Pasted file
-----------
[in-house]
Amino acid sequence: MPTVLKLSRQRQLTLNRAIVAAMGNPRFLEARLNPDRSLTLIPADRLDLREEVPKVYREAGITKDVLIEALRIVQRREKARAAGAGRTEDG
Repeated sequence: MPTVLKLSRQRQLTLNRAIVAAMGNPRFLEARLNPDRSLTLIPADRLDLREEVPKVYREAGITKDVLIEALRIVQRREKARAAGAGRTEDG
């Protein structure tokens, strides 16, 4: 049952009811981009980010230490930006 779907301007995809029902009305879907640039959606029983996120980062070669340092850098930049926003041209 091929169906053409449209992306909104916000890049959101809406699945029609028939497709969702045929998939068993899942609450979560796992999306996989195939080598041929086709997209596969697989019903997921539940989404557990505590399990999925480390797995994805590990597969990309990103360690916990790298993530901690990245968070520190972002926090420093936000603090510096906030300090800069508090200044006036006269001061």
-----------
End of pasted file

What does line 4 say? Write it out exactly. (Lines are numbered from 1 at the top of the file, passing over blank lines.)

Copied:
């Protein structure tokens, strides 16, 4: 049952009811981009980010230490930006 779907301007995809029902009305879907640039959606029983996120980062070669340092850098930049926003041209 091929169906053409449209992306909104916000890049959101809406699945029609028939497709969702045929998939068993899942609450979560796992999306996989195939080598041929086709997209596969697989019903997921539940989404557990505590399990999925480390797995994805590990597969990309990103360690916990790298993530901690990245968070520190972002926090420093936000603090510096906030300090800069508090200044006036006269001061």